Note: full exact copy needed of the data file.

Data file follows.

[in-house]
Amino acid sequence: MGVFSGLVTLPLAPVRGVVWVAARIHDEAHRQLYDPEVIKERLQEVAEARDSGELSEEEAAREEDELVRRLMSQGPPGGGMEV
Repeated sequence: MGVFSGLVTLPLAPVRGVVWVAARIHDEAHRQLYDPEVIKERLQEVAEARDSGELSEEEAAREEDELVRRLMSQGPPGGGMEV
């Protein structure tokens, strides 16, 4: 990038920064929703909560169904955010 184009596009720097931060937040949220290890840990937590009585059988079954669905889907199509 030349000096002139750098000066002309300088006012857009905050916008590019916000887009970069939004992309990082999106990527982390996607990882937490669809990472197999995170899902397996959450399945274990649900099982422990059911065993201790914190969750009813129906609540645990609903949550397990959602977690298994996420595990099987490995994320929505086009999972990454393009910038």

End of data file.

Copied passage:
[in-house]
Amino acid sequence: MGVFSGLVTLPLAPVRGVVWVAARIHDEAHRQLYDPEVIKERLQEVAEARDSGELSEEEAAREEDELVRRLMSQGPPGGGMEV
Repeated sequence: MGVFSGLVTLPLAPVRGVVWVAARIHDEAHRQLYDPEVIKERLQEVAEARDSGELSEEEAAREEDELVRRLMSQGPPGGGMEV
């Protein structure tokens, strides 16, 4: 990038920064929703909560169904955010 184009596009720097931060937040949220290890840990937590009585059988079954669905889907199509 030349000096002139750098000066002309300088006012857009905050916008590019916000887009970069939004992309990082999106990527982390996607990882937490669809990472197999995170899902397996959450399945274990649900099982422990059911065993201790914190969750009813129906609540645990609903949550397990959602977690298994996420595990099987490995994320929505086009999972990454393009910038």